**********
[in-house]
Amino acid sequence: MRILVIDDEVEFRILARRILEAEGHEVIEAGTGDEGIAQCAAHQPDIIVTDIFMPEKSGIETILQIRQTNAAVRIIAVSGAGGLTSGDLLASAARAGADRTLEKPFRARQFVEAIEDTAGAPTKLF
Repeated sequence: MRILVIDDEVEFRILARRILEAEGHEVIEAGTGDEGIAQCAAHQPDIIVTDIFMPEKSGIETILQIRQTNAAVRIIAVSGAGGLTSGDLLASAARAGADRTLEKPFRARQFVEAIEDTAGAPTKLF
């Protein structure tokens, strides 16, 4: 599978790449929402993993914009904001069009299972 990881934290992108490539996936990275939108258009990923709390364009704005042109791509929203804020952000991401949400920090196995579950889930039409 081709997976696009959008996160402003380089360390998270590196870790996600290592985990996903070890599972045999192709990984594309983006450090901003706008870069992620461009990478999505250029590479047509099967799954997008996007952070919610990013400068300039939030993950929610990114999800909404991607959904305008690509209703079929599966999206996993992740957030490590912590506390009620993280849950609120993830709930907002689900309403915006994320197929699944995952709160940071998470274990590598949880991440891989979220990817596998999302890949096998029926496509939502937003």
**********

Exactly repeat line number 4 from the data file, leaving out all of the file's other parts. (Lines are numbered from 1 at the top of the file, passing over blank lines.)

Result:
């Protein structure tokens, strides 16, 4: 599978790449929402993993914009904001069009299972 990881934290992108490539996936990275939108258009990923709390364009704005042109791509929203804020952000991401949400920090196995579950889930039409 081709997976696009959008996160402003380089360390998270590196870790996600290592985990996903070890599972045999192709990984594309983006450090901003706008870069992620461009990478999505250029590479047509099967799954997008996007952070919610990013400068300039939030993950929610990114999800909404991607959904305008690509209703079929599966999206996993992740957030490590912590506390009620993280849950609120993830709930907002689900309403915006994320197929699944995952709160940071998470274990590598949880991440891989979220990817596998999302890949096998029926496509939502937003």